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About Padre Martinez


Born in Abiquiu, Province of New Mexico on January 17,1793 to Don Severino Martínez and María del Carmel Santitevan, the life of the Presbyter Don Antonio José Martínez extended through the Spanish, Mexican (1821-1846), and American periods of New Mexico’s turbulent nineteenth-century, and in each he made enduring contributions in education, religion, and politics. In spite of the fact that he was easily the most influential Hispano nineteenth-century New Mexico figure, as that he played a role in shaping the Southwestern United States, widely available, accurate information about Padre Martínez is scant.

As an educator and publisher, Padre Martínez established the first co-educational primary school in Taos in 1826, and in 1833 he established a college preparatory Latin school for prospective native New Mexican seminarians. Realizing the American invasion of New Mexico was immanent; he expanded his curriculum to include courses in civil law. The padre’s students went on to become some of the most important New Mexican Hispano leaders of the second half of the nineteenth-century, and his alumni included the first Hispano federal judge in New Mexico, leading legal scholars, numerous territorial legislators and even U S Congressional delegates. In 1835 Padre Martínez obtained the first printing press in New Mexico and printed grammar, mathematics, and law books for his schools. He also printed circulars on issues of popular discourse and resumed publishing the regional newspaper, El Crepusculo de la Libertad.

Martínez’ career as a political leader was equally impressive. Under Mexican Governments, he was he was elected to the New Mexico Departmental Assembly, and served in the Assembly in 1830-31, 1836-37, and 1845-46. In December 1847 his name headed a formal petition seeking annexation of New Mexico to the United States, and in 1848 he presided over the convention to organize and establish New Mexico as a US Territory. He presided over the New Mexico Constitutional Convention of 1850, served as President of the Upper House of the Legislative Assembly in 1851, and later served as a member of both Upper and Lower Houses of the Legislature.

His role as a religious leader began four years after the death of his wife in 1813, when Antonio José Martín y Santistevan traveled to Durango, Mexico where he studied at the Tridentine Seminary. He returned to New Mexico as one of its only native-born Catholic clergy and served as parish priest in Taos from 1826-1867. As he stated in his on words in his last will and testament:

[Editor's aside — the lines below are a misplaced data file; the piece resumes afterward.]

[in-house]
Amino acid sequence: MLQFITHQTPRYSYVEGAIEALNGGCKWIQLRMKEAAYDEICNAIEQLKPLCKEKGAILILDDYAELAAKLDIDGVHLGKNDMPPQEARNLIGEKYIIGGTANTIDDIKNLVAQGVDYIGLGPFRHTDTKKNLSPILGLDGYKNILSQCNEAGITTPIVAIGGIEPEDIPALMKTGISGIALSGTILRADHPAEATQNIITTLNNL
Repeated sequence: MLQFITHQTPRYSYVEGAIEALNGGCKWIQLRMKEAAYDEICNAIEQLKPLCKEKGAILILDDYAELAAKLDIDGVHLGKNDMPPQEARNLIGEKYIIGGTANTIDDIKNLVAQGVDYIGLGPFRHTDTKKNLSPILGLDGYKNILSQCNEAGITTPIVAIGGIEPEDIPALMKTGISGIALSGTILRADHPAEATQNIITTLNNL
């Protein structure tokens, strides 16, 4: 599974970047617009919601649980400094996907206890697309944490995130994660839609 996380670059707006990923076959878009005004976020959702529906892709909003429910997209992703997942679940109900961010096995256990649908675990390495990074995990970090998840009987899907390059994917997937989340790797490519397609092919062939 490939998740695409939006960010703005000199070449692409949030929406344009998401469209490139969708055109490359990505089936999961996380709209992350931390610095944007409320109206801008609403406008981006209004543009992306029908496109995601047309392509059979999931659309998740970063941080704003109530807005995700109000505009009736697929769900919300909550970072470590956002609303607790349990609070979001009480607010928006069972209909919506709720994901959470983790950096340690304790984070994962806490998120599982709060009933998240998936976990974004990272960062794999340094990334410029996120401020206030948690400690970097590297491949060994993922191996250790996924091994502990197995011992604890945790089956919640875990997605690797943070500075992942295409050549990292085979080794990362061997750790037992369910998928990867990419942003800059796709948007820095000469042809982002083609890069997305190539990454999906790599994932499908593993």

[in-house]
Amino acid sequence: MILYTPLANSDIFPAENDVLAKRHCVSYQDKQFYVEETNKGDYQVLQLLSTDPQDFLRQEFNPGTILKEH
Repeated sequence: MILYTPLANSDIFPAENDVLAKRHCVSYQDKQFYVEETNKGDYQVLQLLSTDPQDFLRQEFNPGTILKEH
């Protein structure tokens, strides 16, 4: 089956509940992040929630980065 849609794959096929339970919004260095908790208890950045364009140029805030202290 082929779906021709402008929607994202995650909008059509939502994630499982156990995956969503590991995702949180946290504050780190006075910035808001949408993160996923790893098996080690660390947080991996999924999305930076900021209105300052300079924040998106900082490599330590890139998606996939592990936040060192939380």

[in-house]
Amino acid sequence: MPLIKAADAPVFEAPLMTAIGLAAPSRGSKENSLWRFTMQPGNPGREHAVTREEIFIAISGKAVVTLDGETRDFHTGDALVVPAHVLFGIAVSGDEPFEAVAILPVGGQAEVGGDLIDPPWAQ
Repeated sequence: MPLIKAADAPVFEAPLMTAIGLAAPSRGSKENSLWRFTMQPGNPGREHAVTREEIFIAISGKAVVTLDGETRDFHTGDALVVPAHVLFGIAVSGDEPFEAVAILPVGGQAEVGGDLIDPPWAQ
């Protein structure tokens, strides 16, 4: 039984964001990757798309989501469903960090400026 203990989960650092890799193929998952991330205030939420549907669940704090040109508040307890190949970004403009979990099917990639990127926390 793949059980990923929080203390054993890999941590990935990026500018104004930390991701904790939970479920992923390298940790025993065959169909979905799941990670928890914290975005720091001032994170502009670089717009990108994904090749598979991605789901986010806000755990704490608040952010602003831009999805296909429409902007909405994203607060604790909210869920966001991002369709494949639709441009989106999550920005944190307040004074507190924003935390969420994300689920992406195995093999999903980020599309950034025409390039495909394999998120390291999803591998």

“I declare, that during the forty-two years of my spiritual administration in various parts of this Territory of New Mexico, and most particularly in this County of Taos, I procured/obtained and fulfilled my Ecclesiastic Ministry with fidelity and good faith, and tried to the best of my knowledge …to enlighten the mind[s] of my townspeople, to be the cause of their worldly good, and above all, their spiritual good, all of this because it has been decreed by my Christian religion that I profess.”

With change in leadership of the Catholic Church brought about by the American conquest of New Mexico, Martínez became increasingly controversial. Conflicts with the leadership in the newly established Archdiocese of Santa Fe and its Bishop, Jean-Baptiste Lamy, led to his excommunication in 1858. After his break with the archdiocesan hierarchy, Martínez continued to lead his parishioners from his private chapel, dedicated to the Immaculate Conception, and the rupture created by this break eventually helped open the doors for Protestant missionaries into the Hispano community.

Upon his death on July 27, 1867 the New Mexico Territorial Legislative Council issued a proclamation recognizing Padre Martínez as “The Honor of his Homeland.” That tribute is most appropriately reprised as a memorial with a life-sized bronze statue in the center of the Taos Plaza, to be dedicated on July 16, 2006.

Although Hispano leaders like Padre Martínez embraced the democratic and economic ideals of their new sovereign, they posed an obstacle to the Anglo-American political and economic hegemony in the region. Consequently, American historians as well as writers of fiction in the late nineteenth-century and early twentieth-century derided Padre Martínez and other Hispano leaders in the deployment of anti-Hispano discourse. With the onset of the Chicano Movement of the 1960’s, revisionist historians began taking another look at Padre Martínez, but often did so with revolutionary zeal.

In the past 20 years, there has been little work published on the Padre. In order to redefine and present a more balanced discourse on the Padre Martínez, his contemporaries, and his legacy, the Fundación was organized in 1999 with the stated mission, “serve to promote awareness of the culture and history of northern New Mexico with principal emphasis on the historical period covering the life of Antonio José Martínez, Cura de Taos, (1793-1867) and the historical accomplishments of Padre Martínez.“ As part of the educational mission La Fundación has established this web site, to disseminate scholarly research, articles, biographical information, and contemporary artistic interpretation on the life, times, and historical significance of this religious leader and political and educational visionary.